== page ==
Yoga Therapy, Chronic Pain and Precision Medicine

Lilith Bailey-Kroll, Tue, 26 Feb, 2019

I started practicing yoga in my teens to address physical discomfort from scoliosis, which has greatly improved with the regular practice of Yoga. While it by no means has “cured” my scoliosis it has given me a tool for addressing the challenges both genetic and self-imposed that life has brought my way. I initially was drawn to the Iyengar method for its precision and focus on alignment. And, was so inspired by the method I decided to enroll in a 500-hour teacher training program at the Iyengar Yoga Institute of San Francisco, graduating in 1999. In 2001 I moved to Pittsburgh, PA to attend a Masters of Fine Arts program at Carnegie Mellon University (CMU), one of the top-ranked graduate programs in the country.

The program promotes an experimental approach to art making as a vital social, critical, and intellectual pursuit. My work as an artist has brought interdisciplinarity collaboration through which I have developed the ability to communicate effectively to many different types people and knowledge bases. I have also developed a strong research-based approach and critical problem-solving skill set that is vital to my work as a yoga therapist and more currently biotechnology student. During my time at CMU I fell in love with Pittsburgh and the city supported me with a career in yoga therapy, so I decided to stay after graduating.

By 2006 I had been working professionally as a yoga therapist for a handful of years and felt ready to open my first clinic, Pratique Therapeutic Yoga. My slogan and motto at the clinic was “Yoga Is My Health Insurance.” It was something that I had heard repeatedly from students who believed in participating in the process of their health care, rather than solely relying on doctors for sick care. One of my clients put it this way, “Before long, I was standing taller, walking longer and even breathing became easier.” That is the essence of Yoga Is My Health Insurance.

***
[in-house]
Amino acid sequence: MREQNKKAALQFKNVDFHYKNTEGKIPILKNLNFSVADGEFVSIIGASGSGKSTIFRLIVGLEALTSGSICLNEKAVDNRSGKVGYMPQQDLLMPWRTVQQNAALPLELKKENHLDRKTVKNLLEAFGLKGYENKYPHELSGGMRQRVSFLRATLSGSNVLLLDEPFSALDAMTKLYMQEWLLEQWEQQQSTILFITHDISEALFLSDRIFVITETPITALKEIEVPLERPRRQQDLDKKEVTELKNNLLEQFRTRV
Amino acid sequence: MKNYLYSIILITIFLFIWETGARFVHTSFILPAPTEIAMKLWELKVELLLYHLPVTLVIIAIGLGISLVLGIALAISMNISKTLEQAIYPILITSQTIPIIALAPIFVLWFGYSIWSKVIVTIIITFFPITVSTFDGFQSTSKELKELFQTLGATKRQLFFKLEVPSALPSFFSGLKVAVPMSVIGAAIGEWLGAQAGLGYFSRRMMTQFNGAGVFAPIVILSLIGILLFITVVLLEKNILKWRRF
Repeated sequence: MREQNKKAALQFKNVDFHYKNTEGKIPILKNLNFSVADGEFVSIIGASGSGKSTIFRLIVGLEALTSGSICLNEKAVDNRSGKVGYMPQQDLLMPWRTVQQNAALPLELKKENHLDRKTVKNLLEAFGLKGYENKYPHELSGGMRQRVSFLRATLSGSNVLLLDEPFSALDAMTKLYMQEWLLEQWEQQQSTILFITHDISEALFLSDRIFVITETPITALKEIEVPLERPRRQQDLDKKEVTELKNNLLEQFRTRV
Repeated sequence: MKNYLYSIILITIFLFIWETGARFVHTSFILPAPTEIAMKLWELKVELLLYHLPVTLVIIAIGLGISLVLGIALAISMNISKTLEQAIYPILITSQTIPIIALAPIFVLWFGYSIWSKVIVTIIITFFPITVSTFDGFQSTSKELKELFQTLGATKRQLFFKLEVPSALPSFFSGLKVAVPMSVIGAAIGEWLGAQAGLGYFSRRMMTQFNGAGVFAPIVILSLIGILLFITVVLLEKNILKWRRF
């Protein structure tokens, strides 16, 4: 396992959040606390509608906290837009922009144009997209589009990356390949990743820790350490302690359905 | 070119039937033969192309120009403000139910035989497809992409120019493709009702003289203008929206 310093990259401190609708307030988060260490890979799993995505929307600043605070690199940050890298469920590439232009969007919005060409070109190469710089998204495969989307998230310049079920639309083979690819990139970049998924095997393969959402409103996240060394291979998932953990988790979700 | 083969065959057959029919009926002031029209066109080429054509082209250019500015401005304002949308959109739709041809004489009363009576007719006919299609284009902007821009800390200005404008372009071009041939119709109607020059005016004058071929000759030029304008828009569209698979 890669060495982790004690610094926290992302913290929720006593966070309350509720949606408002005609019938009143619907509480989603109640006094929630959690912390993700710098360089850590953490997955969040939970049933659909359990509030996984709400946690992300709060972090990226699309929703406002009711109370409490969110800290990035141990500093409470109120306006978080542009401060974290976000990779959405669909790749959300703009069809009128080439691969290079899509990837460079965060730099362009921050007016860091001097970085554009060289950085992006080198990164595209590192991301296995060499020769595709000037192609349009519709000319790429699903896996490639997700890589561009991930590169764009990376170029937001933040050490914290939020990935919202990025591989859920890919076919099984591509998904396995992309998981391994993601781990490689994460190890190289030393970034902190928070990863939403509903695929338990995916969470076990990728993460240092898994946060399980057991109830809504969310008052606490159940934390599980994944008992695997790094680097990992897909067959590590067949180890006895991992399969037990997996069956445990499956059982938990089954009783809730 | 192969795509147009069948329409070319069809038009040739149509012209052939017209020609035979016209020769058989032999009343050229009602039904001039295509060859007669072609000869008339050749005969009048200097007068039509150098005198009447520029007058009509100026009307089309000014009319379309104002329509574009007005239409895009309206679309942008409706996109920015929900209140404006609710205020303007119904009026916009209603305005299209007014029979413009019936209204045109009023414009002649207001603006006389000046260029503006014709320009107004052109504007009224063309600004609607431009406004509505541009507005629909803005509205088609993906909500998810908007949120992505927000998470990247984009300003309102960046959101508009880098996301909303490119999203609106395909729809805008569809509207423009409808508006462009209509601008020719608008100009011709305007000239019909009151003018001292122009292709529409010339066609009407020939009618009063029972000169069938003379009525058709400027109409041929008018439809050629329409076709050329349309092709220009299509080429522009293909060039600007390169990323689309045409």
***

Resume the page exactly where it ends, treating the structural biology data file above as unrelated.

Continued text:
Working as a yoga therapist in private practice over the last decade brought more than 1,000 people through my door. I knew that yoga therapy worked, I saw first-hand the way in which it addressed the whole person on a profoundly complex level concerning the biopsychosocial-spiritual. I saw people integrate what I had taught them and transform their lives from physical pain and emotional suffering into resilience and gratitude.

My curious mind wanted more though. Over the course of my career I began integrating different methods and ancient wisdom traditions into my practice. From 2012-2017 I acted as my ex-husband’s research assistant looking at Chinese medicine through the lens of Medical Anthropology. I traveled around the globe, extensively throughout Europe and Asia, through 7 countries while I was pregnant! That time profoundly changed the way I understood health, medicine and governing bodies.

When I returned to the states I knew that I wanted to go back to school and participate in the biomedical science and as I started my research I began looking into chronic pain and precision medicine. Biotechnology was where I landed, as it is offering new possibilities for how to alleviate suffering. The excitement and fun I have now is integrating the knowledge base and new skill set I have in the biomedical science with the ancient wisdom traditions such as yoga and Chinese medicine. These traditions have long pointed to health not being something static but something that is in flux. The biomedical sciences are just starting to wrap their arms around this as they grasp the human microbiome and the complex way in which epigenetics plays out in DNA.


Lilith is a San Francisco native and the first in her family to attend college and pursue a career in the sciences. She blends her passion for business, art and spirituality in her work as a social entrepreneur and yoga therapist. She lives and works in Pittsburgh, PA.

Lilith Bailey-Kroll, MFA, C-IAYT, E-RYT 500

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